1 U908) 11 N. L. R. 371.. 2 S. C. Min., Sept. 8, 1911.
a (1908) 11 N. L. R. 265.
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was brought. We have, therefore, proof that Tena presented to apublic servant information which was false in fact, and that thepublic servant to whom the petition was presented had lawful powerto act upon it within'the meaning of section 180 of the Penal Code.
The only other element to be established in order to prove thfecommission of the principal offence by Tena is his mens rea. Theexistence of mens rea is proved by the falsity of the charge, and bythe. evidence of Mr. Robertson that he had had no kind of dispute withTena which could give him any pretence of a ground for preferringit.. It remains only to consider whether the charge of abetmenthas been brought home to .the accused-appellant in this case. Thatquestion must clearly be answered in the affirmative, if I am entitledto act' upon the evidence of the petition-drawer at the trial of thiscase in the Police Court. If it were necessary to decide the point,I should be prepared to hold that, even in the evidence given by thepetition-drawer in this case, there are positive statements whichbring home guilt to the appellant. There is no difficulty in seeingthe line that the petition-drawer was endeavouring to follow in hisevidence. For some reason, into which ft is unnecessary to inquire,he had determined to retract the evidence that he gave at the trialof Tena, evidence which if repeated would have shown the accused-appallent in the present case to have been the veal instigator of thefalse petition. But the petition-drawer had also before his mind thepossibility of his own conviction for perjury—a possibility whichwas realized in fact, in spite of his skilful attempt to give no evidenceagainst the accused-appellant—and at the same time to keep himselfout of the reach of the criminal law. But he does make, positivestatements, which I think amount to direct evidence, that it was theaccused-appellant who gave him instructions for the very petitionforming the basis of the charge. I do not propose to quote hisevidence on this point, for. in my opinion, even if it be excluded,there is more than sufficient evidence to justify the appellant’sconviction. It was stated by Mr. Robertson that at the very timewhen the petition was being drawn up he saw the accused-appellantbending over the table at which the petition-drawer was writing it.Mr. Proctor Gooneratne gives evidence to the same effect. He saysthat he saw the Arachchi near the petition-drawer’s table “ getting•something done. ” In addition to that, we have the defence of the■accused-appellant, himself of which account must "be taken in con-sidering whether or not hb had guilty intention. His defence wasan alibi. He denied that he was at the Police Court of Ratnapura•at all on the day in question. That alibi has been completelydisposed of by the evidence for the prosecution, and the Koralu.who, the appellant himself said, would be able to support it,was called only at the further inquiry as a witness to chameUw.On these grounds I have no ultimate difficulty in coming t.o theconclusion that this conviction must be affirmed.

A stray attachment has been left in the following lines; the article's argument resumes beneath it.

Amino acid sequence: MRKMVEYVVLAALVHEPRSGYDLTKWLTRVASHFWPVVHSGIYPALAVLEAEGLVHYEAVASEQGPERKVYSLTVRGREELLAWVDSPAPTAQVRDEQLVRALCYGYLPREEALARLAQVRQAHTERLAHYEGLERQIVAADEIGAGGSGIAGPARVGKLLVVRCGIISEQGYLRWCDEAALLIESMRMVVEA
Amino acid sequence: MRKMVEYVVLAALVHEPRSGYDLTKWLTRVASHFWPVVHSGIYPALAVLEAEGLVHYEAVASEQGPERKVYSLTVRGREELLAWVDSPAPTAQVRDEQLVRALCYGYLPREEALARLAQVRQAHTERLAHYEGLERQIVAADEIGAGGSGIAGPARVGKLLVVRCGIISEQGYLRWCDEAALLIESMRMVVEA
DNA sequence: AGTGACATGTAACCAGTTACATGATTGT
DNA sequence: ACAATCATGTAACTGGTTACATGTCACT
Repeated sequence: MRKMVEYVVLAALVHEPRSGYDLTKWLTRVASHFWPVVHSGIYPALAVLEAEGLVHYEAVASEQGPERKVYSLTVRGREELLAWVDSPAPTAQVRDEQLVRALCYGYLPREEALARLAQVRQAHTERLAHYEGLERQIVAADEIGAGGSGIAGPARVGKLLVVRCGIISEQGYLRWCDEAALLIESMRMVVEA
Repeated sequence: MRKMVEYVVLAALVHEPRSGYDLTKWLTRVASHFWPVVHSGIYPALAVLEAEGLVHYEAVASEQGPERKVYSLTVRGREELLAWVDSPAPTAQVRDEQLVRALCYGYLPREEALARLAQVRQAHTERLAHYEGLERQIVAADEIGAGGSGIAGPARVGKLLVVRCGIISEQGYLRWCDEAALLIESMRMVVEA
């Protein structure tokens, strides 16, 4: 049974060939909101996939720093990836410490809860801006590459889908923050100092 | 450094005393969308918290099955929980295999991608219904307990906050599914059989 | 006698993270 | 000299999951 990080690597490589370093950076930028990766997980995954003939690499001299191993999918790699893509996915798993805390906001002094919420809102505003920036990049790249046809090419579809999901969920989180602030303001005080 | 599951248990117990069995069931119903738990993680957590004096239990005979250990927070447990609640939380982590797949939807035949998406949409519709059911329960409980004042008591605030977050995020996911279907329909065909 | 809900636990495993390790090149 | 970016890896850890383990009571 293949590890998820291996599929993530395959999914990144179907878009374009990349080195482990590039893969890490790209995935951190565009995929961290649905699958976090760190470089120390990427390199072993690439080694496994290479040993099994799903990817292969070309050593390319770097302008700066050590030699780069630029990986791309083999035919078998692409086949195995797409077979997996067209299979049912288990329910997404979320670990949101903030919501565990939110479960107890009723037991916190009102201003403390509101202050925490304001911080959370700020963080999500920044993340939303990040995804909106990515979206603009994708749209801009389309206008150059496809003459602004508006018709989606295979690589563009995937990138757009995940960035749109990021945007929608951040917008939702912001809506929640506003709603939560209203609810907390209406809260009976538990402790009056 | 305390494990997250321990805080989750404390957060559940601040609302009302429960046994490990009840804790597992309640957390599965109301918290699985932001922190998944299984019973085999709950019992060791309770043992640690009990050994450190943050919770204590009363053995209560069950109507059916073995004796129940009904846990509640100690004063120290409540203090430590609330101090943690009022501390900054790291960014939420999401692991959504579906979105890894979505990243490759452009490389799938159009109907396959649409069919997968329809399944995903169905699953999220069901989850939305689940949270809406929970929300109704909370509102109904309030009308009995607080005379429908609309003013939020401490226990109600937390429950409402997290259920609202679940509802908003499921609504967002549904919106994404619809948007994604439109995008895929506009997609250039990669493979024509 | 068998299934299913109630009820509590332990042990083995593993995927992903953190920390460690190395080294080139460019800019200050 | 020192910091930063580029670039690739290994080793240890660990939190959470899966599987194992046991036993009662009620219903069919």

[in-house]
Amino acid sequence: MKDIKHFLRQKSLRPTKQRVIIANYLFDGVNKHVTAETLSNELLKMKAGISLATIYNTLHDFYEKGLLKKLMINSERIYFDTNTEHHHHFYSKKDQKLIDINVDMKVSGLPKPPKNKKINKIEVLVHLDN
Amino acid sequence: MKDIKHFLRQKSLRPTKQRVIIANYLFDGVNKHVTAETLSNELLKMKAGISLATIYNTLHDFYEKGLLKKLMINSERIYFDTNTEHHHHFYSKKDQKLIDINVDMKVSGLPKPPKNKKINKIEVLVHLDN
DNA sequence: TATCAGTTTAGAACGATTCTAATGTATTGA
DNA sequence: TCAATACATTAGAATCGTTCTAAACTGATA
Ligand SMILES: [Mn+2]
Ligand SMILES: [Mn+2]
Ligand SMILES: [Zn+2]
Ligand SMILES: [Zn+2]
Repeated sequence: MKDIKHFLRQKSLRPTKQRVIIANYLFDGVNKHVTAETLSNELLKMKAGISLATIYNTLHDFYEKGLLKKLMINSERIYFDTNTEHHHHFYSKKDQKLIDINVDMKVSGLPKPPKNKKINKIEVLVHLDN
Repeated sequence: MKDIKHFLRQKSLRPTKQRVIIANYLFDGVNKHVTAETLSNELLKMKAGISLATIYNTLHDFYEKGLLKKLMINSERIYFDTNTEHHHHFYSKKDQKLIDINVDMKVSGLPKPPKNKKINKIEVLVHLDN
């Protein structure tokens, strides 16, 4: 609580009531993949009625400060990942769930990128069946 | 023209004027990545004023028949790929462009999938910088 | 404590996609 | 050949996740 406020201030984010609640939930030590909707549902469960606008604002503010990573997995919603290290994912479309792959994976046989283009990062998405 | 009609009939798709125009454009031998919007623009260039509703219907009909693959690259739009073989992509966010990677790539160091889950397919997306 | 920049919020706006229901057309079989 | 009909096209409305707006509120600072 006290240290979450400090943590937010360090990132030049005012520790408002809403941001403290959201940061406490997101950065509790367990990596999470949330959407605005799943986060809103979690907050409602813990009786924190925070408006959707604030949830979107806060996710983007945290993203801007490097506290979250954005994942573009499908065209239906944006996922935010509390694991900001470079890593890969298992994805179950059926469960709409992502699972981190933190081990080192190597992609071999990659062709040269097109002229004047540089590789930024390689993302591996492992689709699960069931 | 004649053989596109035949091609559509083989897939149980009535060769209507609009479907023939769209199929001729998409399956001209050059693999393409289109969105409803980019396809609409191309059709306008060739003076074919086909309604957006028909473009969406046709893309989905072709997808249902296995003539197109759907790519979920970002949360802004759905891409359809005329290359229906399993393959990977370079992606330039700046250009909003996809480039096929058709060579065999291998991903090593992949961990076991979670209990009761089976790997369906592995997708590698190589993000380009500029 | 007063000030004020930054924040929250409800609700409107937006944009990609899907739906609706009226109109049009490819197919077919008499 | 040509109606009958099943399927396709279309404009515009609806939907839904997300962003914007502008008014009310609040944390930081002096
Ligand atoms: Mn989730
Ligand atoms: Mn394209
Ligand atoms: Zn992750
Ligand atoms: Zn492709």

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T. have still to deal with the question of sentence. As I havealready stated, to a man in the position of the accused-appellantsix months’ rigorous imprisonment, coupled with a fine of Rs. 100,is a punishment of exceptional severity, and I have weighed withthe utmost care all the evidence of character which, at my ownsuggestion, the appellant had an opportunity of calling before theCourt at the further inquiry. I do not feel, however, that thissentence could fairly be interfered with- The appellant is a man ofposition and of influence. He has aided, if he did not directlyinstigate (which I myself think would be the correct interpretationof the facts), an ordinary villager in preferring charges of seriouscriminal offences against another man. The fact that- the com-plainant is a person of standing does not add to the gravity of theoffence. The punishment of the presentation of false and maliciouspetitions, as I have tried to explain at the commencement of thisjudgment, is a matter of far greater moment to the poor than to theTich. With these observations I affirm the sentence as well as theconviction.
COOKSON v. APPUHAMY